Roger is proactive and asks for comparisons with the sales team. He has a responsive audience, but that quickly changes when he announces the details of the monthly targets. However, the idea is simple. In the northeast region, he wants to reach $30 million in sales per month, which is $360 million after one year but with an annual target of $285 million.
The difference of 75 million is the contingency plan that allows them to keep the process under control.
- As long as the contingency plan is above 50 million, these variations are standard. If in January they make sales of 25 million and in February 20 million, the contingency will have dropped to 60 million.
- When the contingency drops below 50 million, Roger expects the sales manager in the region involved to come forward and call for help.
- Under 25 million, urgent measures are required.
What unites people against Roger’s proposal is rather a surprise. Everyone is opposed to the concept of constant pressure. Note: For example, the TGV does not constantly run at full speed. The route of this high-speed line is a series of gentle climbs and descents.
Elisa points out another aspect. Contingency plans are a management tool, but it is the supply chain that dictates the process. What is the equivalent of sales? Roger muddles through with reference to the focus on product presentations and end of multitasking, but he needs Gary’s help.
What will happen next year once he retires and Pierce has the support of CGS’s founder? Not to mention that Elisa hasn’t gone away, and brings up the issue, in relation to one of the topics, a few days later. With the aim to drive the sales force throughout the year, she is concerned that it will not be so easy to spot the weaker ones, who can create fictitious or unwanted orders that are canceled after the end of the quarter, but which allow them to achieve their targets.
Roger has thought things through. From now on, salespeople receive their commission when the money comes in and not when the order is placed.
Chapter 9: Cash machine
Roger explains the process to Barry, from sales to payment, but Barry asks him a question that he finds difficult to answer.
When does the market become the driving force, rather than the in-house process?
Roger waits for Barry to comment on the new process, but he gets nothing more than an ambiguous reply: I’ll talk it over with Gary tomorrow.
Roger then turns to John, who is in charge of production and is in his 7th year with TOC. John offers some initial advice. Any improvement, if it doesn’t concern limitations, is pointless. Then he goes on to the DBR (Drum Buffer Rope) which makes it possible to manage production. It is the speed of the production process that dictates when materials are brought into the plant. If we go faster, we just create more products. It relates back to the outcome of the early launch of the Lilly. It sold well immediately, but the payments were not received. Another important aspect is the setup times. On machines with no capacity limits, those that can run continuously, it is important to change the product as many times as required, to keep them at full capacity.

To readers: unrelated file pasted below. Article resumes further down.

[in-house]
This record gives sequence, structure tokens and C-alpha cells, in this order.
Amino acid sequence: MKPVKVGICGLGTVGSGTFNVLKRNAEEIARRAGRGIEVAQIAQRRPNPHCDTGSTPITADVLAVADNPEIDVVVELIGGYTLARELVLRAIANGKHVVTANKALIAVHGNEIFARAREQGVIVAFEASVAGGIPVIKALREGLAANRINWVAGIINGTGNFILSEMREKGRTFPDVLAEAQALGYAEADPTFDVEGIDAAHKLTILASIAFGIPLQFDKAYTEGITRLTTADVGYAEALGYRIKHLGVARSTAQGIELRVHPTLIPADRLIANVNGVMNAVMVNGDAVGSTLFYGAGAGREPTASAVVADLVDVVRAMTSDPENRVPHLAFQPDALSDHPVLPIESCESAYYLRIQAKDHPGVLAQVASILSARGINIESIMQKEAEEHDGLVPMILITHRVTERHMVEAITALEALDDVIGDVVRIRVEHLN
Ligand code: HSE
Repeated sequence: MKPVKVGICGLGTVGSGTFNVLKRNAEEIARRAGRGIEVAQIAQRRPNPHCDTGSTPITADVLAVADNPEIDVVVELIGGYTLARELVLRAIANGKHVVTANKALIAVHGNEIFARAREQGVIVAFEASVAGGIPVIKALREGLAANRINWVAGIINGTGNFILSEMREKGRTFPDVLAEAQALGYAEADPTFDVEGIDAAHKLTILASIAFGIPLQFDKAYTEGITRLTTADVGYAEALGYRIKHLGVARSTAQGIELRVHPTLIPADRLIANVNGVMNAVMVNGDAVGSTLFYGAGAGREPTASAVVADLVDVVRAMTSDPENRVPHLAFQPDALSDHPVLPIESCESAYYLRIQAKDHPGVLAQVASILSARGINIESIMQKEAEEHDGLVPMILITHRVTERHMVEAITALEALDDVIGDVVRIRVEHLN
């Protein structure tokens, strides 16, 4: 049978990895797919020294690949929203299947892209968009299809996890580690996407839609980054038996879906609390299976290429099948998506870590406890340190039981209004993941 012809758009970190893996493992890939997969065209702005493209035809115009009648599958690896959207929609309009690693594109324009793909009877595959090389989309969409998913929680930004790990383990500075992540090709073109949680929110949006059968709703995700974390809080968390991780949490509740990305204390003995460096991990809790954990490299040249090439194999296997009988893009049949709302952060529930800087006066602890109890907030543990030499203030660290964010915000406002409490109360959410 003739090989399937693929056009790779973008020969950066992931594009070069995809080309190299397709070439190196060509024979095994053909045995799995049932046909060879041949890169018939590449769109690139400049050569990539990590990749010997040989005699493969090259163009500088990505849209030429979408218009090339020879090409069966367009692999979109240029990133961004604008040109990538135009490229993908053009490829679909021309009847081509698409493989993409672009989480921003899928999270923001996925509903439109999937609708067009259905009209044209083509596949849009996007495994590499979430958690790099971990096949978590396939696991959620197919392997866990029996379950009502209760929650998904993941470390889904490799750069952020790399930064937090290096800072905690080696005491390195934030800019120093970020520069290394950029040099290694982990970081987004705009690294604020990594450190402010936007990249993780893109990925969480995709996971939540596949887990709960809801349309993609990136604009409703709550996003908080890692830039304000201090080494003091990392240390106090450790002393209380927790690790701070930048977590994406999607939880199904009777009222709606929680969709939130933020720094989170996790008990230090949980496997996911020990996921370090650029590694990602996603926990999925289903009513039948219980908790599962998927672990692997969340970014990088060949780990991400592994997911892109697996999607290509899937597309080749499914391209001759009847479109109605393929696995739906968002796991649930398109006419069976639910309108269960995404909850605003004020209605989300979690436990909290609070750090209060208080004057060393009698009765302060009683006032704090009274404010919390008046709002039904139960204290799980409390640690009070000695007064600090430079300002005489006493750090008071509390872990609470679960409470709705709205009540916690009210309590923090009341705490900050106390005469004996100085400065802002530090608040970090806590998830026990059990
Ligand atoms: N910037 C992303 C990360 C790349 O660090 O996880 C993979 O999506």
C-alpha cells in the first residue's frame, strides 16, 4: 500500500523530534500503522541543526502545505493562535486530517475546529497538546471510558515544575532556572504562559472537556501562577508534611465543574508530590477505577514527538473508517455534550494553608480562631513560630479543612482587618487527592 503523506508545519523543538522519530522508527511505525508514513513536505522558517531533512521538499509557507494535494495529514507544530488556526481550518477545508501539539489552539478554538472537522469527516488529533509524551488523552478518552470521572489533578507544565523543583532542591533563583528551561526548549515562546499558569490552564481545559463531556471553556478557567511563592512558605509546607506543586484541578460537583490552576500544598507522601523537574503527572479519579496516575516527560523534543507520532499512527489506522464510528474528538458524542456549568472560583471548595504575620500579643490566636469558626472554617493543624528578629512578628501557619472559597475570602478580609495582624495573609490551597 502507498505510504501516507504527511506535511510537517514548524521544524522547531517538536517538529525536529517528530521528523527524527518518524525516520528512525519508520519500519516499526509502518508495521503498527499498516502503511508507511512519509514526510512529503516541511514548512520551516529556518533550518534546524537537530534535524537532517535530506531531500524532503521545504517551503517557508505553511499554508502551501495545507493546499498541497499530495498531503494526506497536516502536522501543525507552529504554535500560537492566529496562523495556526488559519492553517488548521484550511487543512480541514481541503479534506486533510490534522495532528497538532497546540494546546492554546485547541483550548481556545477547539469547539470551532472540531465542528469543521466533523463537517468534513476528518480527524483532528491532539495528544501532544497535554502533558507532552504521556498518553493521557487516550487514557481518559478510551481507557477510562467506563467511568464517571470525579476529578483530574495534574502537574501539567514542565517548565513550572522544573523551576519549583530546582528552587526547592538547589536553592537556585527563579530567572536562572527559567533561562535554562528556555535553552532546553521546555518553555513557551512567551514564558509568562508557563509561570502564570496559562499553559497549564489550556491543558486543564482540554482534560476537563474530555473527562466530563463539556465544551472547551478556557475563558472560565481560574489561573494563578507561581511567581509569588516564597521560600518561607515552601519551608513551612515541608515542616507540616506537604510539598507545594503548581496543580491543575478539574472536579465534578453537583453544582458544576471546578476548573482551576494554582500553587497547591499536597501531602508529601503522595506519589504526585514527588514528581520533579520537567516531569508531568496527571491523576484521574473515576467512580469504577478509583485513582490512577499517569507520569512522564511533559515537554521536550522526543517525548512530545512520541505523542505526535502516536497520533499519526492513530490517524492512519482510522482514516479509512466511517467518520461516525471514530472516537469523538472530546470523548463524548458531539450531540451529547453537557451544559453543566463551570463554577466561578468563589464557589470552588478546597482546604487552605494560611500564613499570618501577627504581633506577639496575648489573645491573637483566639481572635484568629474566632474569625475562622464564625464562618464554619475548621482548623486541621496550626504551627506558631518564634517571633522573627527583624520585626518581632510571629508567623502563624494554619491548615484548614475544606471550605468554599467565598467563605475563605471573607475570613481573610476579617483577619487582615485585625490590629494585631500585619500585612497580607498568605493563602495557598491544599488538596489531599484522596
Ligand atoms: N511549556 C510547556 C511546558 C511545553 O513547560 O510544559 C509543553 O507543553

On balance it seems that Roger should encourage his salesforce to sell software, as there’s no point to sell a piece of equipment that can’t be installed or used. In fact, they could increase revenues through the sale of software, it’s just that they don’t do it as the salesforce has only been trained to sell equipment.
If you need to train, to sell a different product, it can be seen as a set-up period, as it will require the need to learn new techniques, in order to sell. Roger tries to get a clear view of the whole process and approaches Elisa, who runs the payment process, but she directs him to Gary, the CEO, as he is responsible for how things run and it is not her style to change things without good reason.
Chapter 10: Even clearer
The new quarter starts, but 2 months later, Roger is back in California with the group that had analyzed the problems they had at the end of each quarter. The regional director obviously doesn’t understand, as he starts with reprimands for salespeople who did not meet the monthly target in January and February. Because of this, Roger reiterates and clarifies the basic principle behind the newly created objectives.
- It’s nothing unusual if the monthly target isn’t reached, as it is designed with only a 50 to 60% chance of success.
- It’s the use of the annual contingency allowance that gives the alert as to when a salesperson needs help or there is an emergency.
Roger immediately checks that the other regions have clearly understood the situation and everything quickly returns to normal.
As things settle down, the obstacles become more obvious and Roger has already identified the next one: negotiation. John also provides production data. With the elimination of the quarter-end problem, production has a much better flow and is more settled. This is a bonus that Roger had not foreseen.
Roger is summoned to Gary’s house, where he also meets the main shareholder, Ray, who has no faith in him. To his great surprise, Ray is thrilled to own a company that makes huge amounts of cash, even though he hadn’t imagined it would be achieved this way when he started it up. Roll on the second billion of turnover.